Step back in time at Killerton
KILLERTON House, near Exeter, has been delving deep into the closet to host a series of Focus on Fashion events.
The themed drop-in sessions give visitors the chance to see a stunning array of costumes in detail – and there are still two left to enjoy.
They are run by Killerton's costume curator Shelley Tobin, who says the behind-the-scenes view gives the public a chance to see costumes which would not otherwise be on display.
"Our Focus on Fashion events are a wonderful opportunity for people to see many of the fascinating objects from our historical collection," she said.
"Visitors can take a closer look at items through magnifying glasses and see the intricate details not always visible in an exhibition, and discover intriguing facts about the objects."
Shelley said the sessions are very informal and people can drop in and out as they like.
"At Killerton we have a large dress collection of more than 10,000 pieces which were worn or used to accessorise outfits made for men, women and children between about 1690 and 1975," she said.
"The sessions usually take place in The Cutting Room in the fashion exhibition on the first floor of the house, on the second Monday of the month.
"I get out a selection of pieces to best reflect the changing shapes, construction and materials used in producing fashionable and functional pieces."
The next sessions to visit are:
Monday, August 12 – Shoes: Take a closer look at some examples of footwear for men, women and children dating from the 18th to the 20th century, with some 1920s shoes to handle and a pair of replica early 18th-century men's shoes to try on.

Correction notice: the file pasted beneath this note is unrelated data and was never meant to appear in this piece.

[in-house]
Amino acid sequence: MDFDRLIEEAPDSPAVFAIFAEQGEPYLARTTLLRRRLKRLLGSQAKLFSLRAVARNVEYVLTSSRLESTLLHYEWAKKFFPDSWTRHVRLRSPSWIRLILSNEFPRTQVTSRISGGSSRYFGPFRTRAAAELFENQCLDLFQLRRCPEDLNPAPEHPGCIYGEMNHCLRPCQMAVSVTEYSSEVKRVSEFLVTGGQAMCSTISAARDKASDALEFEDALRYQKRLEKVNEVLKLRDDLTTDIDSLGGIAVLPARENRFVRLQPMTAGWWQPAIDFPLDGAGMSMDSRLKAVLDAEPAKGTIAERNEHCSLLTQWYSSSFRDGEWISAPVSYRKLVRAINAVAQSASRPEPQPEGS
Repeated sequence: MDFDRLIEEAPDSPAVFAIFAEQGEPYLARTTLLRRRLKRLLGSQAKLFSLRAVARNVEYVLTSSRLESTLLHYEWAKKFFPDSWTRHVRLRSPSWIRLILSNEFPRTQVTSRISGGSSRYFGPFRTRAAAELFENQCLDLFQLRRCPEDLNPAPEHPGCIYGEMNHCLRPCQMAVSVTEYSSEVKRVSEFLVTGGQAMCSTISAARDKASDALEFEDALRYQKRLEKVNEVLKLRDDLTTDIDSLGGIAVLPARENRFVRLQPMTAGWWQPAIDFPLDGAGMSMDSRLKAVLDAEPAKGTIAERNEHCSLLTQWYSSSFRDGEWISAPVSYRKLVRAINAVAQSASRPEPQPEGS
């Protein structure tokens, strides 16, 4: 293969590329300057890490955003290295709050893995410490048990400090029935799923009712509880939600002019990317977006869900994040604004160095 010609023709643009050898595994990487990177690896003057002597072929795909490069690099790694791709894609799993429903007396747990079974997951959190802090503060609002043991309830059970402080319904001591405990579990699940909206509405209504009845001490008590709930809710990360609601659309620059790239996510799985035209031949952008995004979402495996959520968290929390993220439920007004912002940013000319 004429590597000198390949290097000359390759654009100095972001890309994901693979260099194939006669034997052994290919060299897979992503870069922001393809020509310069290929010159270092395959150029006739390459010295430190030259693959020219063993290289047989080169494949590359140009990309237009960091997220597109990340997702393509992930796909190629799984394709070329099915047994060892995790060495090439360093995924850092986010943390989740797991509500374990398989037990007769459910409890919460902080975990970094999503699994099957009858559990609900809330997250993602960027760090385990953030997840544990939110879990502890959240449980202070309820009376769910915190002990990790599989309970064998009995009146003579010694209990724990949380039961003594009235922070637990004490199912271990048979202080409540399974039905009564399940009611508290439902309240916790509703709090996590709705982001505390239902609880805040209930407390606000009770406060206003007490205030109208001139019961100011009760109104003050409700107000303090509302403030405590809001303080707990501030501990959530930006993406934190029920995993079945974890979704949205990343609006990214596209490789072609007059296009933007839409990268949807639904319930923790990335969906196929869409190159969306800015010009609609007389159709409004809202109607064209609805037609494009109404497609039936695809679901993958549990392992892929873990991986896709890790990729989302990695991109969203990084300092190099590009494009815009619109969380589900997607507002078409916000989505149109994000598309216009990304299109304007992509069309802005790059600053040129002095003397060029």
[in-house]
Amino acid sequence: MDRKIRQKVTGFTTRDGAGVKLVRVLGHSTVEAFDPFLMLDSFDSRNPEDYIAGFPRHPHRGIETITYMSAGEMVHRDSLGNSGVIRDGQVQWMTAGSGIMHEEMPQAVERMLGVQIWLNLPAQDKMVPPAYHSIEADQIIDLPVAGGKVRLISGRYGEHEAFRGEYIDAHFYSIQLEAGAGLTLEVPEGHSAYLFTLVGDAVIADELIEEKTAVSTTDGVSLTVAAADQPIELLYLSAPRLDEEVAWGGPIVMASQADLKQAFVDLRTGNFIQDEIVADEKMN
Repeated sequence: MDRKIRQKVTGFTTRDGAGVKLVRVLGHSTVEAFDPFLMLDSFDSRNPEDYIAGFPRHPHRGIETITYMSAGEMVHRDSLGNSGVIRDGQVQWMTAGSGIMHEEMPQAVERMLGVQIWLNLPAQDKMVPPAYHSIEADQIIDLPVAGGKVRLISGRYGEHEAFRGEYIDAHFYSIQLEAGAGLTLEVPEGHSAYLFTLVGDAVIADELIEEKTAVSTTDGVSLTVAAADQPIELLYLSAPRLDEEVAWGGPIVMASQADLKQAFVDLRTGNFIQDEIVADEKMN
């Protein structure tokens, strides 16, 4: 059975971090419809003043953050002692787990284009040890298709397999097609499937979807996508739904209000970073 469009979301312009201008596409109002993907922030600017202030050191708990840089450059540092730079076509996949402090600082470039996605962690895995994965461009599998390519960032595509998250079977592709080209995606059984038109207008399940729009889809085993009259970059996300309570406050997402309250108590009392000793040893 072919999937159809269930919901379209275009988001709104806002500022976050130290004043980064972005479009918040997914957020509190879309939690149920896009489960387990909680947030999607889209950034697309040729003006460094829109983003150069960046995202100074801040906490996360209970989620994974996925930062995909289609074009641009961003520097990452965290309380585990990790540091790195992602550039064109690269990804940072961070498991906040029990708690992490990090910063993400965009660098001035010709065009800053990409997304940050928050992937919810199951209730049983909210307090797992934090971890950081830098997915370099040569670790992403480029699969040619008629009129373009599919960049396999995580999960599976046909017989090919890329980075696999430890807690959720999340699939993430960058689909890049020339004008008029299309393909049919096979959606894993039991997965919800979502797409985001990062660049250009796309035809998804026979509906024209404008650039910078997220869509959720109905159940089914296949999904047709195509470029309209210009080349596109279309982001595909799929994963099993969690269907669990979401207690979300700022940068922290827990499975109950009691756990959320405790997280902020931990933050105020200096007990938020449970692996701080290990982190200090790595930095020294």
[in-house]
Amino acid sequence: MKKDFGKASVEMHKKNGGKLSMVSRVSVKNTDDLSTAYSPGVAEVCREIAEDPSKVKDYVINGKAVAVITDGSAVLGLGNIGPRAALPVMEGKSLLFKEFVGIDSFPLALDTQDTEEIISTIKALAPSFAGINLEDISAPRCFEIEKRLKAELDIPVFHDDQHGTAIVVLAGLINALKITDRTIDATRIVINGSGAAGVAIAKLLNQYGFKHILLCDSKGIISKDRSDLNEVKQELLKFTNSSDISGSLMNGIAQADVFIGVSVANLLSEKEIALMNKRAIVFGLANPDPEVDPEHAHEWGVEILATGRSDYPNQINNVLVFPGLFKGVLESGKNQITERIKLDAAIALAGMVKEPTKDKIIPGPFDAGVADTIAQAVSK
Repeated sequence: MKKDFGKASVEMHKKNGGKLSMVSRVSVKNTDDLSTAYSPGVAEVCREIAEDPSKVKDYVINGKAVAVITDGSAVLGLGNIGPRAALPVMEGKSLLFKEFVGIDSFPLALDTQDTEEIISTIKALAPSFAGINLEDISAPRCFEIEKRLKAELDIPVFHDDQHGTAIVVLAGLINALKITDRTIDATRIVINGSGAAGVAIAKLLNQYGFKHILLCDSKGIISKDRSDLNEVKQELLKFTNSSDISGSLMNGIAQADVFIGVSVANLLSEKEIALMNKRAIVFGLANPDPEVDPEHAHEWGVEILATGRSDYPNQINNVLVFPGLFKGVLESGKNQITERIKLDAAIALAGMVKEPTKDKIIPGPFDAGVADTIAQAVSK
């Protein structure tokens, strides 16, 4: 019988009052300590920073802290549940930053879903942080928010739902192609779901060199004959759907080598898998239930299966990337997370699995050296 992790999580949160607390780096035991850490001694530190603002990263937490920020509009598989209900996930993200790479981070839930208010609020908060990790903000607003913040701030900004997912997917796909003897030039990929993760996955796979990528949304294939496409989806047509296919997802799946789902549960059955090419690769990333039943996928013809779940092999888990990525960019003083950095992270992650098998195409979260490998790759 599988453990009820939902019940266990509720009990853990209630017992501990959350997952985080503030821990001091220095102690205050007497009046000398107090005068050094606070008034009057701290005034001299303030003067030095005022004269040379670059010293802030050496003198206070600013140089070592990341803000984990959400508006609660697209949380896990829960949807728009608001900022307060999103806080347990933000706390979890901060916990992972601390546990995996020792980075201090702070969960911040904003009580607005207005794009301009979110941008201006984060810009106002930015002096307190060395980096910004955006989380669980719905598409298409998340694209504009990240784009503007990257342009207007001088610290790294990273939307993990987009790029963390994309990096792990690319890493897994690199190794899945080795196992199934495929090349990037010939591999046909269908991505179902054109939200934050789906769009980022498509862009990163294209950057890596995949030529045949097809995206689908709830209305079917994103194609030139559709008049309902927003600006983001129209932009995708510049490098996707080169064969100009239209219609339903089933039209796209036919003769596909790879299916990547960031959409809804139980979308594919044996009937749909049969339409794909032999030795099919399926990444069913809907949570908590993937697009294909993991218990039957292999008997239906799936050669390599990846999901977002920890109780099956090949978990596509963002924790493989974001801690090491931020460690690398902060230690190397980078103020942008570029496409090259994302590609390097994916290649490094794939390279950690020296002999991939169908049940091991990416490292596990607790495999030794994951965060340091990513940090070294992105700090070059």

Monday, September 9 – Hats: Try on replica hats in the walk-in wardrobe, then take a closer look at some of the more ingenious and decorative historical pieces from the collection.
"We do not have a large area to display the shoes and hats so will have a select few out for visitors to see, and I will be on hand to talk about their fashion history," said Shelley.
"From an early 19th century Parisian beaver felt high crowned hat for a fashionable gentleman to Edwardian silk opera hats (hinged so they could be collapsed to make them more portable), to ladies' headgear from the 18th to 20th centuries – some fashionable and ornamented with feathers and artificial flowers, some purely functional such as the silk 'uglies' added to bonnets to shade the face.
"We also have innovative and one-off hats from the late 1970s by well known milliner David Shilling, whose mother Mrs Gertrude Shilling used to model one of David's creations at Ascot every year."
Each year, Killerton draws on its 10,000-item fashion collection to produce a new display.
And this time it has embarked on a new project with a renowned interior designer to showcase a collection of vintage fashion in the Objects of Desire exhibition.
The collection, brought to the Devon estate in the late 1970s, includes examples of ready-to-wear clothing, jewellery, hats and shoes. Other accessories range from the late 17th century through to the 20th-century fashion houses of Chanel, Hartnell and Molyneux.
Its wardrobe has grown over the past 35 years, from pieces acquired from private collector Paulise de Bush. The new exhibition at the 18th-century historic property explores the desirability of fashion, design and craftsmanship.
The house has been transformed by Russell Sage, who has collaborated with leading figures from the fashion and creative industries. His notable interiors include the Goring Hotel, London's Zetter Townhouse, the Savoy and Abbey Road Studios.
Mr Sage said: "I am delighted to be working with the National Trust. This project is incredibly exciting as it will breathe new life into the vintage fashion displays at Killerton."
Shelley Tobin, added: "We are thrilled that Russell Sage has agreed to work with us bringing his unique creative vision to the displays for what we hope will be our most exciting fashion exhibition yet."
The exhibition runs until the end of the year.
The Focus on Fashion events run from 11.30am to 1pm and again at 1.30pm to 2.30pm. Visitors can also access basic information about the objects with images at www.national trustcollections.org.uk/Killerton or via the link on the Killerton website.
Killerton House and exhibition are open from 11am to 5pm until November 4.
Details of the events are on www.nationaltrust.org.uk/killerton